US 5020832 A
A flexible pipe saddle molded from a flexible resilient polymer includes a hollow, semi-cylindrical saddle portion adapted to overlie the external surface of a main pipe having a hole therein. The saddle is provided with a radially directed aperture with a radially, inwardly directed, circumferential flange extending about the aperture and extending into the hole in the pipe to locate the saddle relative to the hole in the pipe. The saddle is also provided with a hollow tubular sleeve having a stepped, internal cylindrical surface defining a stepped shoulder for limiting the insertion of a lateral pipe. A hollow tubular bushing of the same material as the saddle is removably disposed in the hollow tubular sleeve and has a radial thickness less than the radial dimension of the stepped shoulder so that a smaller diameter lateral pipe may be used and still abut against the stepped shoulder. A stainless steel skirt overlies the saddle portion and adjustable straps are provided for clamping the saddle portion to the main pipe and for clamping the hollow tubular sleeve to the lateral pipe.
1. A flexible pipe saddle assembly for connecting lateral pipe to a main pipe comprising:
a hollow, semi-cylindrical saddle portion of flexible, resilient material having a radially directed aperture,
a radially, inwardly directed circumferential flange made integral with said saddle, extending about said aperture, and extending into a corresponding aperture in the main pipe,
a radially, outwardly directed hollow tubular sleeve made integral with said saddle and surrounding said aperture for receiving a lateral pipe,
a flexible, metallic skirt substantially completely overlying said saddle portion, and
adjustable strap means secured to said skirt and extending about the main pipe to clamp said saddle assembly to said main pipe in fluid tight sealing engagement with the main pipe,
said hollow tubular sleeve having a first internal diameter portion continuous with an internal surface of said flange to provide a smooth continuous inner cylindrical surface extending through said saddle portion and a second portion having a larger, internal diameter to define a stepped shoulder between said first and second portions for limiting the insertion of the lateral pipe.
2. A flexible pipe saddle assembly as set forth in claim 1, wherein said stepped shoulder has a radial dimension substantially equal to the radial thickness of a lateral hollow pipe inserted in said hollow tubular sleeve and further comprising a hollow tubular bushing removably disposed in said hollow tubular sleeve in abutment with said shoulder and having a radial thickness less than the radial dimension of said stepped shoulder, whereby a lateral pipe having an external diameter substantially equal to an internal diameter of said bushing, will abut said stepped shoulder to limit insertion of the lateral pipe.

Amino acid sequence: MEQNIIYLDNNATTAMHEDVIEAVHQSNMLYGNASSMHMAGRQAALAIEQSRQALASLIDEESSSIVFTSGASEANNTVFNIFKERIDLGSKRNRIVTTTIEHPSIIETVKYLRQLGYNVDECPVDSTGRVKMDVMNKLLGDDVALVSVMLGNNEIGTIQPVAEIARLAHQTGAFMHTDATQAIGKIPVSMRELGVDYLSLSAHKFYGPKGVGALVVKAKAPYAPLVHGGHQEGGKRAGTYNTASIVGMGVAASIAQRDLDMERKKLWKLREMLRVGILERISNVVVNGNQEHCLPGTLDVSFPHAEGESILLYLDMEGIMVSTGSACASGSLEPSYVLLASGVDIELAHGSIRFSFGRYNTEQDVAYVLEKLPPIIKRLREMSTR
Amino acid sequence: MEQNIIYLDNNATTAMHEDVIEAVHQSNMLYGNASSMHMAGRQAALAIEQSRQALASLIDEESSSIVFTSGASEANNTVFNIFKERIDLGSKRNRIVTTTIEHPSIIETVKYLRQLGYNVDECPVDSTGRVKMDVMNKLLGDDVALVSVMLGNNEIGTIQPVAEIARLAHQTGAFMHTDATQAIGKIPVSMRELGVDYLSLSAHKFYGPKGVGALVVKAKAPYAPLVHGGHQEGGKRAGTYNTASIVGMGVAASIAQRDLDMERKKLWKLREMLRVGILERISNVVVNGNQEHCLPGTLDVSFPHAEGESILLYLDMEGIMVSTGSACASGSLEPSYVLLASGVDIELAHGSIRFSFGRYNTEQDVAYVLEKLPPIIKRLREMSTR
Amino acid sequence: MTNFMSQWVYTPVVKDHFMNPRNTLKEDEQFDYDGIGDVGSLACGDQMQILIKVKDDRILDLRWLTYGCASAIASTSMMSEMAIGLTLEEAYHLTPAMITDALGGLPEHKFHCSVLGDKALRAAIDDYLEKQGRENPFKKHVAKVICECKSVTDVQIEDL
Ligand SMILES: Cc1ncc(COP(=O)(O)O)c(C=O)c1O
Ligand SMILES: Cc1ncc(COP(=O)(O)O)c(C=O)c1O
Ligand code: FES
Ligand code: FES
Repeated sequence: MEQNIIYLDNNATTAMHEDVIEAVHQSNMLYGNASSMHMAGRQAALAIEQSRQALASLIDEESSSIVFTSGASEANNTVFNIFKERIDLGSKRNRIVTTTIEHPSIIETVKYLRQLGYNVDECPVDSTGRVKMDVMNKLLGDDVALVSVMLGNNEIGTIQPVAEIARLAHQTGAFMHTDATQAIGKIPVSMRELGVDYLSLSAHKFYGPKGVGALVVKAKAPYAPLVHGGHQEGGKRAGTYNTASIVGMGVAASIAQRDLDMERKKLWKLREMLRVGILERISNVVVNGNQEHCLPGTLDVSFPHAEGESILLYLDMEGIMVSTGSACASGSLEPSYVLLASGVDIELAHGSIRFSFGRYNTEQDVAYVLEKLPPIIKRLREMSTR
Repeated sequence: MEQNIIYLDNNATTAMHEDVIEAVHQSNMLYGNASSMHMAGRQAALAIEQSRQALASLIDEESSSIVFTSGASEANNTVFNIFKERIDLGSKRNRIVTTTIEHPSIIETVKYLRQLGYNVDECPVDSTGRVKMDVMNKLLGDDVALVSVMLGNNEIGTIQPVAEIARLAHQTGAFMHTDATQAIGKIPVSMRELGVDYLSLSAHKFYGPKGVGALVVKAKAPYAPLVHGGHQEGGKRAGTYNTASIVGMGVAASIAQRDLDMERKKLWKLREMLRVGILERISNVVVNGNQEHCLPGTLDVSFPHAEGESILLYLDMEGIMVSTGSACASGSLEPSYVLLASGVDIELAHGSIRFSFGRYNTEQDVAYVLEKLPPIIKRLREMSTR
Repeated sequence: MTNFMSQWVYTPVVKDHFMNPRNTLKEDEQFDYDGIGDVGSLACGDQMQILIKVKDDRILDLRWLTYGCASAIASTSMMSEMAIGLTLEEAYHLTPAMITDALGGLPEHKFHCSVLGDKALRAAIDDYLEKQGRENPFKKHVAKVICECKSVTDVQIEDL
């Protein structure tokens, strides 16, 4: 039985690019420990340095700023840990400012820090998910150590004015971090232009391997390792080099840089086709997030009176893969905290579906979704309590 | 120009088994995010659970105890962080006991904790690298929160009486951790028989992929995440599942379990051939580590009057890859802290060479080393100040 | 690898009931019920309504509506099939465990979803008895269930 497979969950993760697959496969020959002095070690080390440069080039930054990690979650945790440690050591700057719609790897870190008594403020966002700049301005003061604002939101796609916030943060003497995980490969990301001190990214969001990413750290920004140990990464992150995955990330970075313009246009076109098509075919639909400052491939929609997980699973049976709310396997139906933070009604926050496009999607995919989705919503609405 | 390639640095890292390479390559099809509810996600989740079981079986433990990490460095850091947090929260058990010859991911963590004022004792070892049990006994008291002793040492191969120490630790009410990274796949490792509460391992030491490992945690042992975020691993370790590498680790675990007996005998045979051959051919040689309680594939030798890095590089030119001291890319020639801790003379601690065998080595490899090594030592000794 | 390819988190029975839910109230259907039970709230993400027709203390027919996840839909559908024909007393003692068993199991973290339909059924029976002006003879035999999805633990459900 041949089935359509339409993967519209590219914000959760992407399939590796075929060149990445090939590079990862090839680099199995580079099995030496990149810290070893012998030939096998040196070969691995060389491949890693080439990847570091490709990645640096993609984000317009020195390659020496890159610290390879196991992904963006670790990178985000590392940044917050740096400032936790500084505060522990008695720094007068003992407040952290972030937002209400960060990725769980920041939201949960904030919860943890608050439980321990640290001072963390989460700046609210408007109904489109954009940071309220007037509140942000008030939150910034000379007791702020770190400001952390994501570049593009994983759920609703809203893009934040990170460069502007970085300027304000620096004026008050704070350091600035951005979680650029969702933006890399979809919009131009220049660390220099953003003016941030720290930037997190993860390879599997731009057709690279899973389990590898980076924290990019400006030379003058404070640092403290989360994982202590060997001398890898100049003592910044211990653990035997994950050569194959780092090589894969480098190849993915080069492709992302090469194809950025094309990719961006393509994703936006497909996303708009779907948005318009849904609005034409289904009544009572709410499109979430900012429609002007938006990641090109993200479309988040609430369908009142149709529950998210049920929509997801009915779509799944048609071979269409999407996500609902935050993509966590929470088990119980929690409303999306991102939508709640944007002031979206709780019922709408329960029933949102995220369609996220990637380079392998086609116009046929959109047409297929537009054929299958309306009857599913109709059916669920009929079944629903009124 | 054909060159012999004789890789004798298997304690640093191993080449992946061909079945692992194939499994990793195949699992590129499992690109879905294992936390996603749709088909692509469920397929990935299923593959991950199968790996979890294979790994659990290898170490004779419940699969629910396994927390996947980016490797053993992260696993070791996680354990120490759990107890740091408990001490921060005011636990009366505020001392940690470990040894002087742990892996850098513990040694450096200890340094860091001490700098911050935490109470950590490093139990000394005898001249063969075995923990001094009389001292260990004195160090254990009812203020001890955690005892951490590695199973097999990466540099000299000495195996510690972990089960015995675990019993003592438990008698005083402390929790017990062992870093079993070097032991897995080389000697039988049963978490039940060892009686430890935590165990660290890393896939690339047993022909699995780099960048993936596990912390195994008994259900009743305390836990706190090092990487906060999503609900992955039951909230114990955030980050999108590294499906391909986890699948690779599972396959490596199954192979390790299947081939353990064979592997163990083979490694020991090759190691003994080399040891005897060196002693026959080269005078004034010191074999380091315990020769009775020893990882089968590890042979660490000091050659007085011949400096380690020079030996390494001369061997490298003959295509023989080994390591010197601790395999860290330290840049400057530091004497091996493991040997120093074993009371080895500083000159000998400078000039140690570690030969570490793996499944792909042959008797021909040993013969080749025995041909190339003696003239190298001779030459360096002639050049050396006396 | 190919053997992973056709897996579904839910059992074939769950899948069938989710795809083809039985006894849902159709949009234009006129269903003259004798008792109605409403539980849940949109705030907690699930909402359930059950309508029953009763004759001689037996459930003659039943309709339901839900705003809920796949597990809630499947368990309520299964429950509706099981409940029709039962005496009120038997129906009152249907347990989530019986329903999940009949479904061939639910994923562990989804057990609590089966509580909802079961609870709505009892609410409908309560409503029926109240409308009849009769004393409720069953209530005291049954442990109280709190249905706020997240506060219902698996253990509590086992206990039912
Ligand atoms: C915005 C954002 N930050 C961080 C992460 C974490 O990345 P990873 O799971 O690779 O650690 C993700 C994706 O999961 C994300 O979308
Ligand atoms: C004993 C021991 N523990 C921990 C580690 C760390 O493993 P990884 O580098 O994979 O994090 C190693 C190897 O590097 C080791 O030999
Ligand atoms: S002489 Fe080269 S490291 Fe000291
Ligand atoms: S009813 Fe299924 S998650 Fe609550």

3. A flexible pipe saddle assembly as set forth in claim 1, further comprising a plurality of additional adjustable strap means surrounding said hollow tubular sleeve for clamping said hollow tubular sleeve into fluid-tight sealing engagement with a lateral pipe.
4. A flexible pipe saddle assembly as set forth in claim 1, wherein said saddle portion and said sleeve are of one piece polyurethane.
The present invention is directed to a flexible pipe saddle and more specifically to a flexible one piece saddle having an integral projecting boss for receiving a branch pipe, wherein the flexible pipe saddle will provide a fluid tight, sealed connection while accommodating different sized pipes and/or surface irregularities.
The principle problem with prior art connectors for connecting a branch pipe to a main pipe is the inability to provide a fluid tight sealed connection in view of variations in pipe diameter and/or surface irregularities. A number of prior art connecting systems utilized a connector member of flexible sealing material which was inserted in a hole drilled in the main pipe with a small flange overlying the surface of the main pipe. The connector member would be secured to the inner surface of the hole by means of an internal wedge or an expansible clamp as disclosed in the U.S. Pat. No. (3,406,988) to Jones and the U.S. Pat. No. (3,958,313) to Rossborough. The connector disclosed in U.S. Pat. No. (3,796,445) to Strott, was secured in the hole in the main pipe by means of sealing material forced into an annular recess between the connector and an outer skirt overlying the surface of the pipe. The system disclosed in U.S. Pat. No. (4,103,940) to Bills utilized a metallic connector with the inner end thereof deformed to provide a saddle and a pilot portion with the connector being brazed to a metallic main pipe. Since the aforementioned connectors are merely inserted into the hole in the main pipe and secured therein by pressure, adhesive means or brazing, the connection between the connector and the main pipe did not provide sufficient strength and stability for the rough usage generally associated with sewer pipes that are buried in the ground.